Dave Marshall, the son of a railwayman, was born in Middlesbrough in 1916. His mother had been in service as a lady's maid, and both were literate and committed Methodists. After leaving school in 1934 he worked as a civil servant.
On the outbreak of the Spanish Civil War, Marshall travelled to Spain and joined the International Brigades in Barcelona in September 1936. After seven weeks in Barcelona he was sent to Albacete. He became a member of the Thaelmann Battalion and was sent to defend Madrid.
On 12th November 1936, a sniper's bullet hit him just above his ankle. He was removed by stretcher under heavy fire, then transported on a lorry for more than two hours to a field hospital. After treatment in Alicante, he was repatriated to England at the end of 1936 to campaign for aid for the republic.
When Marshall came back from that war he began to write poetry. His poem, Retrospect, was included in the anthology Poems for Spain (1939) alongside work by W.H. Auden, Louis MacNeice, Stephen Spender and Cecil Day Lewis.
On the outbreak of the Second World War he was not permitted to join the armed forces because he had been a member of the International Brigades. However, he was allowed to joined the Royal Engineers in January 1940 and took part in the Normandy landings on D-Day. Marshall also helped to liberate the Belsen Concentration Camp.
After the war Marshall returned to work for the Ministry of Labour in Middlesbrough. In 1950 he became secretary of the Middlesbrough Trades Union Club. According to Paul Preston: "By now an accomplished carpenter and with a range of building skills, he (Marshall) planned and, with the help of volunteer labour, built a hall holding 500 people with a stage for weekly dances, concerts, film shows and lectures."
In 1961, he resigned from the Ministry of Labour and moved to London where he worked as a carpenter with the Theatre Workshop under Joan Littlewood. Marshall is also the author of The Tilting Planet (2005).
David Marshall died on 19th October 2005.
By chance one day I bought the Times and in it there was a one-inch paragraph that said there was no doubt that if the republican government won, there would be some sort of socialist state set up in Spain. Although I wasn't political, I had enough reading to realise there was a chance of a different way of life.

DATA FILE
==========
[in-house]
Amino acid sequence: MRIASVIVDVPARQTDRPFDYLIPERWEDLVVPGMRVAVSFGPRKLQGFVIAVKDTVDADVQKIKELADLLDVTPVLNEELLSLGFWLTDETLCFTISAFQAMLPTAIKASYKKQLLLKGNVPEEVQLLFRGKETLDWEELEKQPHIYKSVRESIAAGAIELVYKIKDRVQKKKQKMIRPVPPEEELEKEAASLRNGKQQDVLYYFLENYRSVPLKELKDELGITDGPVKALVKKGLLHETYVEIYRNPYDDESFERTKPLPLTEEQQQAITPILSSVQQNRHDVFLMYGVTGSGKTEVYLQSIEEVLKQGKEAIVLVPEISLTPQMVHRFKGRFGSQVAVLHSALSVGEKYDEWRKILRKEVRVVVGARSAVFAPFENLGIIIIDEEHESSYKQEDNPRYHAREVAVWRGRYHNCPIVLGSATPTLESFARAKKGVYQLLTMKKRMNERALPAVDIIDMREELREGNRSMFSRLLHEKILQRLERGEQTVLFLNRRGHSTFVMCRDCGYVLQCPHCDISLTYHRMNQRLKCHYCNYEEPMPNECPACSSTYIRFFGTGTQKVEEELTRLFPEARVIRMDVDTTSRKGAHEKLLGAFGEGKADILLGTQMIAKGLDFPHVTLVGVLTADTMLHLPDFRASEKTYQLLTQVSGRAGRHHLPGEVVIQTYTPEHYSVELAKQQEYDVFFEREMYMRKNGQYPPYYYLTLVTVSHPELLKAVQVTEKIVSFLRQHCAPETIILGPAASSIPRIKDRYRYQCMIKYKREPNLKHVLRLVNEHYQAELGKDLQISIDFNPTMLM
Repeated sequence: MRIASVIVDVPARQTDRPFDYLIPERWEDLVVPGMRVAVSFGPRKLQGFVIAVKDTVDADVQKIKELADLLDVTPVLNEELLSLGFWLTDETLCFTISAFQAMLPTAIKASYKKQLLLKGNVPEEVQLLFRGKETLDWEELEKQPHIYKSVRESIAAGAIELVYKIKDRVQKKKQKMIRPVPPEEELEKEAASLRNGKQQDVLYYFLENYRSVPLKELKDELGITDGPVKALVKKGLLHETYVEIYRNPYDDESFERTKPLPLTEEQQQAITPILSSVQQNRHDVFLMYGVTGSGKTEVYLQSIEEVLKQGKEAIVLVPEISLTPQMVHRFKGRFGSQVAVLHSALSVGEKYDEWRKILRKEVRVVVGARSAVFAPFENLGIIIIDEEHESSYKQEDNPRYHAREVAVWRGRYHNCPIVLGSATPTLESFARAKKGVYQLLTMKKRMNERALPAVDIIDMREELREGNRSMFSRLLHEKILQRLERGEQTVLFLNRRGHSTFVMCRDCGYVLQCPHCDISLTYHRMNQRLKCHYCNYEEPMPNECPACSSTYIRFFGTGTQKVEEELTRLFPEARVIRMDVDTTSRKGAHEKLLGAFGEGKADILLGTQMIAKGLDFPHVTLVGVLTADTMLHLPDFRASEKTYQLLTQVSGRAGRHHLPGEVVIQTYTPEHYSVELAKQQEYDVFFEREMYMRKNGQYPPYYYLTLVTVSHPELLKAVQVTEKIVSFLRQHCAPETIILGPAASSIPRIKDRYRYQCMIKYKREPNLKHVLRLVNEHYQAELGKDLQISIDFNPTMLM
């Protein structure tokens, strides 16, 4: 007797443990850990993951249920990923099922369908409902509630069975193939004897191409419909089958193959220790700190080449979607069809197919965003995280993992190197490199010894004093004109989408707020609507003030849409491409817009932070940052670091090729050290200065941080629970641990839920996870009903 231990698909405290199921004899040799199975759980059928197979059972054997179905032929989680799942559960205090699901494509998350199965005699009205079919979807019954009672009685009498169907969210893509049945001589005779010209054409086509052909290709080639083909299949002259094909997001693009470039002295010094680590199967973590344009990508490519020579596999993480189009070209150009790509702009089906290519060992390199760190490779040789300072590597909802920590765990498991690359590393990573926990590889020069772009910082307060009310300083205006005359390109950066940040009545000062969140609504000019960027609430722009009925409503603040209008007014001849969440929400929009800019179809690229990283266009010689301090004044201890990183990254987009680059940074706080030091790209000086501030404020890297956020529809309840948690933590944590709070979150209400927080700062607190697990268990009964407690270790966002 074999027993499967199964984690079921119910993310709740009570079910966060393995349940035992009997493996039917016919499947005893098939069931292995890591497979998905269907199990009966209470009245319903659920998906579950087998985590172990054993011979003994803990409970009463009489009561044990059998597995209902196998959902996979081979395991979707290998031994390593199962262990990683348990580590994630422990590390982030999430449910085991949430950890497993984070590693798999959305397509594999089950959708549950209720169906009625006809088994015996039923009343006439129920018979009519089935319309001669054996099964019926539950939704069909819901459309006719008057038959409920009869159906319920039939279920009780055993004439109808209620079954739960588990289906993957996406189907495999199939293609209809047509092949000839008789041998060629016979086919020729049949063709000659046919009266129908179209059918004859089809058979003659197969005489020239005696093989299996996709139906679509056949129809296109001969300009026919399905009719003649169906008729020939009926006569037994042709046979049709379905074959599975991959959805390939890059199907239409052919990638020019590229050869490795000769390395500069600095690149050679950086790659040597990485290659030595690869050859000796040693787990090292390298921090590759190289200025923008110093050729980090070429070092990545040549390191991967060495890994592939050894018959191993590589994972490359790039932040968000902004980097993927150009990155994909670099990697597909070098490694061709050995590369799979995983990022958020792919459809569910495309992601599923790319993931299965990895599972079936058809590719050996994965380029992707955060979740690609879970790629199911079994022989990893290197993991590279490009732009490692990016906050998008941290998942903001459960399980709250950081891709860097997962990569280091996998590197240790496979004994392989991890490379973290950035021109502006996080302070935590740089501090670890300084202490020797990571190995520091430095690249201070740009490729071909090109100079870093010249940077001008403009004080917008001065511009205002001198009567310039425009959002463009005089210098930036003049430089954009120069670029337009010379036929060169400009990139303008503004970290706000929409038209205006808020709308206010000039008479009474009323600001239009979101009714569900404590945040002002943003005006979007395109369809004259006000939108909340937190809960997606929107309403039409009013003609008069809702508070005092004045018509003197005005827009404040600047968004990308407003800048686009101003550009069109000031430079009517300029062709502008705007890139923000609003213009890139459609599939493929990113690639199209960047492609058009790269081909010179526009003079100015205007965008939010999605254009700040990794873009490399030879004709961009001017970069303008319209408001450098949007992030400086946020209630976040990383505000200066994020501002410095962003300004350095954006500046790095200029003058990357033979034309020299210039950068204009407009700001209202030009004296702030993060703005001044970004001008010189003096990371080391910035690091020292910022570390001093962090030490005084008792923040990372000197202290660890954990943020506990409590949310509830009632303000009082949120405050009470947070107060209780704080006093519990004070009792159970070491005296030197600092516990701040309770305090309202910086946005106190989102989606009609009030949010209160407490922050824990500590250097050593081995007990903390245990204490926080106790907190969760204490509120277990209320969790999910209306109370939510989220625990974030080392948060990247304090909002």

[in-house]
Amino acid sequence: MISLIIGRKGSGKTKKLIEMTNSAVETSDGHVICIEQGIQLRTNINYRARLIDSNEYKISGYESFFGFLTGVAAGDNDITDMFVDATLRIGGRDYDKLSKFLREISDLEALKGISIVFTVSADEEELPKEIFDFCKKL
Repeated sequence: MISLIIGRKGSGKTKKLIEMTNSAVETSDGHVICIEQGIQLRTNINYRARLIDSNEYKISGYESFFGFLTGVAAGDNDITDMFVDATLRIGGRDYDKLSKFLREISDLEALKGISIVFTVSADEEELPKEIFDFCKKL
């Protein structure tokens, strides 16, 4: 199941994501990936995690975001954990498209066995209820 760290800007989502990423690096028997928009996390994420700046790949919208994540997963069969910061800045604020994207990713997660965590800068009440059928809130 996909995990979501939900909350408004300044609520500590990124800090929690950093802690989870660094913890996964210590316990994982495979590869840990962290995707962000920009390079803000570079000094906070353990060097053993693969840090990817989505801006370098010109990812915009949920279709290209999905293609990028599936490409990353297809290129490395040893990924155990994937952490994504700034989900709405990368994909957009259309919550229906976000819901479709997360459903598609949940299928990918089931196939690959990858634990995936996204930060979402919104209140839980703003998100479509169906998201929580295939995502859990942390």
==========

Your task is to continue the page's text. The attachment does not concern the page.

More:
At the end of that month, I got my pay and bought a second pair of specs. By the end of the next month, I had enough money to get me there. I discovered that if you were under 21, you needed your parents' permission, so I forged my father's signature.
We were due to capture Cerro de Los Angeles - the Hill of the Angels - eight miles south of Madrid. It was a bollocks of a battle, but you don't see that at the time. We had to attack across a flat plain, in the face of artillery fire and machine-gunning. A bloke got on to me, a sharpshooter, and he put four or five bullets around me. You could hear them hitting the soil nearby. Then I got hit in the foot. It went clean through.
I was panicking by then. I was doubly frightened because they said that our flank was open and there were Moroccan troops on that side. I crawled back to some olive trees and sat down, and while I was sitting there a bloke came at me with a fixed bayonet. Luckily, it was one of the brigade, a Belgian bloke, who was as disorientated as I was. A lad helped me limp back until we met stretcher bearers and they put me on the floor of a lorry. We drove back for quite a long time until we got to a field hospital. I spent the night shivering.